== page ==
Successful Aging: The importance of friendships in a long healthy life
I rarely discuss my own personal experiences for this column. This week is different. Here’s the story and it’s about friends.
Last year around this time, I met for a couple of days with two women with whom I went to college. We have known each other since we were freshmen – 62 years. (You do the math.). The three of us started out as young single women. As widows, we once again are three single women and just a bit older.
We care about the world around us, wanting to make a difference. One friend who was the founder and principal of a school for the deaf started a foundation to test and care for babies with a hearing loss. The other who was head of communications for a real estate investment management company is involved in expanding cultural activities and taking classes in New York. Yours truly continues to advocate successful aging by writing, teaching, speaking and designing special projects. Each of us wants to be a legacy gift to our grandchildren as a positive influencer.
So, what was there to talk about for three days? We shared information about adult children and grandchildren, reviewed the current state of affairs and discussed movies, books, fitness, theater and the best lotions to help us look our best.
Since one of our friends recently decided to abandon hair color and now has radiant white hair, we also discussed the pros and cons of hair coloring. At the same time, we tried to understand why she spends 30 minutes in the morning and 30 minutes in the evening applying various potions to her face. She looks great so maybe that’s her secret. My other friend and I allocate about five minutes to the same task.
What struck us in our time together was the discovery that friendship has scientific implications. This was based on a book by Lydia Denworth, a science journalist and author of “Friendship: The Evolution, Biology, and Extraordinary Power of Life’s Fundamental Bond” (W. W. Norton & Company, 2020). Based on an interview of Denworth in the Wall Street Journal, we became aware that not only are friendships satisfying and enjoyable but also a key to survival.
Contrary to common assumptions, longevity for non-human primates like monkeys and baboons does not depend on reproductive success or the number of babies and the number who survived. Rather biologists found health and longevity were based primarily on the strength of social bonds and how well and regularly an individual animal interacted with other animals.
Similarly, for us humans, friendships were reported to affect our physical health, improve our cardiovascular functions, sleep and immune system, according to Denworth. She writes in her book, “friendship does have survival value – more socially integrated people live longer than those who are less well connected.” We think chatting with a friend over coffee is just a “feel good” exercise. It’s more than that. A Harvard study of men from ages 20 to 80 found that the single best predictor of health and happiness was not wealth or professional success. It was relationships at age 50.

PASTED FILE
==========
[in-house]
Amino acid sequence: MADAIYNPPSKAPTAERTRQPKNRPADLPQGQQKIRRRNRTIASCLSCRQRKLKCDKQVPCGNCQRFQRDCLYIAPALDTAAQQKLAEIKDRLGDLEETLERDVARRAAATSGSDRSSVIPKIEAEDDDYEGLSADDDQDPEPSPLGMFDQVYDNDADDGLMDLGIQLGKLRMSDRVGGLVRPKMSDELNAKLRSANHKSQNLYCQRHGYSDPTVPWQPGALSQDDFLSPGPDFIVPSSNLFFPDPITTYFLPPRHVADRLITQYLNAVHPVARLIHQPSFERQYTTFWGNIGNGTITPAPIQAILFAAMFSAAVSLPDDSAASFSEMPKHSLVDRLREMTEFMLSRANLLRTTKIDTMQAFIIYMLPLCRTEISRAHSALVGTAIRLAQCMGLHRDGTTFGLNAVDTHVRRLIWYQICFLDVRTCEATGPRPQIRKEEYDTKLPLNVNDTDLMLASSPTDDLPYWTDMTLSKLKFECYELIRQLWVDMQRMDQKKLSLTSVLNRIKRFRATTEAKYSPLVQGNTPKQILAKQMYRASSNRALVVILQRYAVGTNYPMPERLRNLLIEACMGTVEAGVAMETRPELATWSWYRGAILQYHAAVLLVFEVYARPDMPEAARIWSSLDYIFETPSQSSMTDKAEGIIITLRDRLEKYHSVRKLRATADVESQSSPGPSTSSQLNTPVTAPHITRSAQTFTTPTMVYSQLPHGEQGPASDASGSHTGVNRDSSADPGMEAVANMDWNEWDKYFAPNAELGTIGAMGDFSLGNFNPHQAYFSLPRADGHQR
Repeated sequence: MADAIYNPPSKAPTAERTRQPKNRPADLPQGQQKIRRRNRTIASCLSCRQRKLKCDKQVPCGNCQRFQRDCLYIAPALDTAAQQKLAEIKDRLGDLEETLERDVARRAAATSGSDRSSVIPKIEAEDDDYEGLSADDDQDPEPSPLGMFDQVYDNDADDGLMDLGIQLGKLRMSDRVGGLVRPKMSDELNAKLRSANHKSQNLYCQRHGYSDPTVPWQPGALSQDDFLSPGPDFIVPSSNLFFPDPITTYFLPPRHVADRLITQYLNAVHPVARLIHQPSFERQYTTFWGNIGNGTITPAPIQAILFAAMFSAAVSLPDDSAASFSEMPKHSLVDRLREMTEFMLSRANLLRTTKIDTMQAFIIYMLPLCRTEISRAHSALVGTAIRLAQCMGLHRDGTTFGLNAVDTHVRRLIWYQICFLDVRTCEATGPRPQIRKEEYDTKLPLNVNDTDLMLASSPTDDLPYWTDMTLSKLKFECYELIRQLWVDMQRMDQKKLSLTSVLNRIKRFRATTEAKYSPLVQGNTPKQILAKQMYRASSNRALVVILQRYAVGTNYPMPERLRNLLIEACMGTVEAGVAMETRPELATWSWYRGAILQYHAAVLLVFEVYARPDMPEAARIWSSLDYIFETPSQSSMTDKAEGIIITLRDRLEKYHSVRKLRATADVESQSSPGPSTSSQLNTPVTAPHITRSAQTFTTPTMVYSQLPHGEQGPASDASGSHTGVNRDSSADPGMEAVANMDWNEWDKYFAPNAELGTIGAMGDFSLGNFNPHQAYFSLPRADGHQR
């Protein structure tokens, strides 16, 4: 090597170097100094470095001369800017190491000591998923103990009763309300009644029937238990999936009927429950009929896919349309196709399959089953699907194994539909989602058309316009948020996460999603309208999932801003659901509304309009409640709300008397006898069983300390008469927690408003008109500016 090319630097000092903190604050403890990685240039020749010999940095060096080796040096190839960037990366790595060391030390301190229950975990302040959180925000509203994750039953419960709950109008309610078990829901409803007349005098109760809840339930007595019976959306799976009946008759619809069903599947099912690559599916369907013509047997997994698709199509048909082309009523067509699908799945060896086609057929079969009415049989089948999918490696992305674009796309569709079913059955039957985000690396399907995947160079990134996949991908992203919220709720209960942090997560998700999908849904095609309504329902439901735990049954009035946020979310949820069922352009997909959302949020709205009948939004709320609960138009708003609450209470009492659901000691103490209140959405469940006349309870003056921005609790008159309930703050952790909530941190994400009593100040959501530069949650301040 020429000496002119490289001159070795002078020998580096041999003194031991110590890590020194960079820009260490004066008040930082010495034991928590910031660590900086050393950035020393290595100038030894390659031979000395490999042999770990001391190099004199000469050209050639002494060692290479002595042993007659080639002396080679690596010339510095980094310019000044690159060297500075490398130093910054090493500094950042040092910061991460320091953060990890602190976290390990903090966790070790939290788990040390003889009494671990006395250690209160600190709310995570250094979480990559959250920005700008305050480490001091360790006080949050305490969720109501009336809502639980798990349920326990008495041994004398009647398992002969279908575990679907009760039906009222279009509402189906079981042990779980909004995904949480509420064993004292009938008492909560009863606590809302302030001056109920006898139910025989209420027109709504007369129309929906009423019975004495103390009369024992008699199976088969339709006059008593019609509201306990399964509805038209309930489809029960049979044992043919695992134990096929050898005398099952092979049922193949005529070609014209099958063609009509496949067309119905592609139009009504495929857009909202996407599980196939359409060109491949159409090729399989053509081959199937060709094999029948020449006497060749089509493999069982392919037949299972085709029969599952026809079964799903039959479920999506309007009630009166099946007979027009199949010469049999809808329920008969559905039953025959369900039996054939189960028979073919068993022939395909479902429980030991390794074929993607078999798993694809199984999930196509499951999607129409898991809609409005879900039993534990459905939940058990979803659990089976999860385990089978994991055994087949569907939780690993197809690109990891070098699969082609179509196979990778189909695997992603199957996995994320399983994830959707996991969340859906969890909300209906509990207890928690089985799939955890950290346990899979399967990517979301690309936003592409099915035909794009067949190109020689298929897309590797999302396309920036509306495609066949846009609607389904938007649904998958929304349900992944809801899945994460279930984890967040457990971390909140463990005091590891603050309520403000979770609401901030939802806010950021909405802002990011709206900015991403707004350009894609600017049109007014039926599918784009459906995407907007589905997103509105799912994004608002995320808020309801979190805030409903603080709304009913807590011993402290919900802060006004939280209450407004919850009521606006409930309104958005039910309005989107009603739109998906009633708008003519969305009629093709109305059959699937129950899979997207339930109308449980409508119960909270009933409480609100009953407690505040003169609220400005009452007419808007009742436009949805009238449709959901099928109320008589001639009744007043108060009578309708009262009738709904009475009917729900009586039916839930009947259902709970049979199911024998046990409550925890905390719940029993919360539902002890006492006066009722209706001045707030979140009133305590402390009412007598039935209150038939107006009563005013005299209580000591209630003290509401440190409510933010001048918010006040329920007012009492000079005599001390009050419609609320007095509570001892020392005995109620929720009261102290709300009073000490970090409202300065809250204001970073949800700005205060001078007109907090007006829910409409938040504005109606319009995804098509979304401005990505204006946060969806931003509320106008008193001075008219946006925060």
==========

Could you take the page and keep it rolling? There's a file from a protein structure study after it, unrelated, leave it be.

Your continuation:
Biologists have defined the following characteristics of friendship that seemed to describe our brief time together.
Positivity. We shared our positive outlook on life while acknowledging the current uncertain political environment and the challenges facing our society. We each saw a positive future for ourselves.
Feeling good. Indeed, with lots of laughs, good food, watching television in our pajamas, walking in the sun together, visiting a museum and knowing that each of us truly cares about and understands one another was a “feel great” experience.
Long-lasting and stable. Well, 62 years of friendship meets that test despite the distance of three thousand miles between me and my two friends.
Reciprocity. That was clear in our conversations with a give and take in all of our chatter. We continued to find one another interesting and interested regardless of the topic.
Cooperation. That was a given: Providing pick-ups from the airport, offering workout clothes (which I’d forgot), sharing the tasks of cleaning up the kitchen and deciding on activities of the day.
We also acknowledged the realities of our life stage, such as the consequences of falling, illness and potential dependency. We all are committed to fitness and share values: Having a sense of purpose, feeling intellectually stimulated, continuing to grow and being engaged with what is fun, interesting and rewarding. One last bonding element was the implicit respect for one another – whether it is an opinion or sharing family dynamics.
We considered ourselves fortunate, treasuring our time together and looking forward to next year.